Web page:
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 Wednesday, October 18
Pointer playing again after vision scare
 
 Associated Press

PISCATAWAY, N.J. -- Tasha Pointer could have talked about Rutgers' chances for a national championship.

The topic rarely came up. It didn't seem important, not after Pointer spent weeks this summer wondering whether she would ever play basketball again after being shot in the left eye by a teen-ager with a BB gun near her home in Chicago.

It took weeks for the senior point guard to regain her sight, and it was even longer before the BB could be removed.

Surgery to remove the BB was performed last month. Today the BB sits on her desk at school in a plastic cup as a daily reminder of how life can change in the blink of an eye.

"I just started playing last Saturday," Pointer said Wednesday during the team's media day. "That in itself is amazing to know that with one blink of an eye I could have been blind in my left eye and I probably would not have been able to play the game I have loved so much.

"It's hard when you think of 13 long years of playing basketball and all the sudden it can be taken away from you in a couple of seconds just because someone felt the need to do something stupid. I guess that was his way of having fun."

Pointer, who helped Rutgers to the Final Four last season and was one of 10 finalists for the Nancy Lieberman-Cline award as the nation's top point guard, talked about the July 11 incident.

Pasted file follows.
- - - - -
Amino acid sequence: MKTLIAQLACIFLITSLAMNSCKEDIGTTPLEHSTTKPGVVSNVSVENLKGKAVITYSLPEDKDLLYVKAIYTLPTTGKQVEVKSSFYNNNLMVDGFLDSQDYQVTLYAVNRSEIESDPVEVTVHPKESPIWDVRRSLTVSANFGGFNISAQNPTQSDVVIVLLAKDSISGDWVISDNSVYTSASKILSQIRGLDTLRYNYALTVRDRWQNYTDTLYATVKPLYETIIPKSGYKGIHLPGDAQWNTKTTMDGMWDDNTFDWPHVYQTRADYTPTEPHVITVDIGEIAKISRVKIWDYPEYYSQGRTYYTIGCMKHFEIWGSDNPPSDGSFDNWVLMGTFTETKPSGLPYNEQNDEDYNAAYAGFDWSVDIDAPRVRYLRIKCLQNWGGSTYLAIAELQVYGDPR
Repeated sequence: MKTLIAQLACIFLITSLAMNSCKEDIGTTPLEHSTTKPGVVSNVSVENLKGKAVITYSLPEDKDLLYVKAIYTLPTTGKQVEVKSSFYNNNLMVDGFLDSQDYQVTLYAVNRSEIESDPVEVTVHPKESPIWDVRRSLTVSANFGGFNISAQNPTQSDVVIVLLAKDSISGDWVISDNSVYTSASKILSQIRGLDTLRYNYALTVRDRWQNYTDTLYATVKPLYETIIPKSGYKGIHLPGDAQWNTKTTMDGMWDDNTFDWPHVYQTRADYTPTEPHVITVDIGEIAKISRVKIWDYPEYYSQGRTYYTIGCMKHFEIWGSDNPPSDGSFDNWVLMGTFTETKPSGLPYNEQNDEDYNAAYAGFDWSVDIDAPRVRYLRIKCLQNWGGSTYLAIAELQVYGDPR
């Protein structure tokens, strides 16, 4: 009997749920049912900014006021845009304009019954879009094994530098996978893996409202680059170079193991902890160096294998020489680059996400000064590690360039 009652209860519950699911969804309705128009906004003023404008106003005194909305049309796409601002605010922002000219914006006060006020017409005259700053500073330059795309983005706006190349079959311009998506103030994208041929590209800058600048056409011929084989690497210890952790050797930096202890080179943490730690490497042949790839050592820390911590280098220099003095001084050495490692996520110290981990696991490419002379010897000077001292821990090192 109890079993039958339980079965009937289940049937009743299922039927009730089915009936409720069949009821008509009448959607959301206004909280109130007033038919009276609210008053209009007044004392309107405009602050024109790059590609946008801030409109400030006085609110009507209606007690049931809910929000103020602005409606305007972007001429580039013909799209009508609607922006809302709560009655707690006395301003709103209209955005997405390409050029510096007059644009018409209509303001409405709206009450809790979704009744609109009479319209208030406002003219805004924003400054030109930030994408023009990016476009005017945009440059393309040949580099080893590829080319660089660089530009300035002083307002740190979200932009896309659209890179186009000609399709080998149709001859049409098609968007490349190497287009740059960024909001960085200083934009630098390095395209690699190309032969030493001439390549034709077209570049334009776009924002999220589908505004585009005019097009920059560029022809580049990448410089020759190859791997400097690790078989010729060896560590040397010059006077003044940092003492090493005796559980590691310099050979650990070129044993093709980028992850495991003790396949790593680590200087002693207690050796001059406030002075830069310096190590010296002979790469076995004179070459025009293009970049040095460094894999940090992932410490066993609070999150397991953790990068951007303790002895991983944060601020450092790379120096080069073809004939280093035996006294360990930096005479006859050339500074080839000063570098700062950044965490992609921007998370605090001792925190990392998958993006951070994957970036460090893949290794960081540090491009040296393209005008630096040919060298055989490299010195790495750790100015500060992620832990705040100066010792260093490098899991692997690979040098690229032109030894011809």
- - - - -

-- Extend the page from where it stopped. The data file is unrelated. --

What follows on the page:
She was walking home with a friend from a playground pickup game. As she neared her home, she was behind a couple of other women.

Things get a little fuzzy at that point.

The teen-ager got into an argument with the women in front of Pointer and fired his BB gun at them. It hit Pointer in the left eye, tearing the outer muscle of her eyelid and lodging against the eyeball. The inner muscle was not torn.

"The whole thing was scary," Pointer said. "I didn't know how much I was bleeding. I knew I was shot. I knew I couldn't see, but I didn't know what to expect. I didn't know if I would be blind for sure. I wasn't even thinking about playing basketball. I was worried about my vision."

Pointer put her hand over her eye, walked home and then was taken to an emergency room. She was treated and released a couple of hours later. Police arrested two men in connection with the shooting.

Weeks later, her vision partially returned. With time, the blurriness improved and now everything is clear.

What hasn't gone away is the frustration and anger Pointer experiences when she recalls the incident.

"I could probably find the kid who did it to me, but what's the point to get emotionally worked up for something that has passed," she said. "I think most importantly I forgave him and God forgave him. I have to move on. I can't dwell on the past. Everything happens for a reason. Therefore I think this season will be great."

Pointer will have to wear goggles while playing because she is at greater risk for injury if hit in the eye again. Getting used to them has been tough, because they hurt her face and they fog.

However, the incident and another involving coach C. Vivian Stringer's 16-year-old son, Justin, have taught Pointer to appreciate what she has.

Stringer's son was involved in an automobile accident in early September and was in a coma for two days. He is just about ready to return to high school.

"There have been so many life lessons since July 11 to today," Pointer said. "No one can ever imagine how much pain I have been through, but at the same time how much joy I had because it taught me something."

As far as basketball, Pointer's goals haven't changed.

"Our goal has always been to win the national championship," she said.

 


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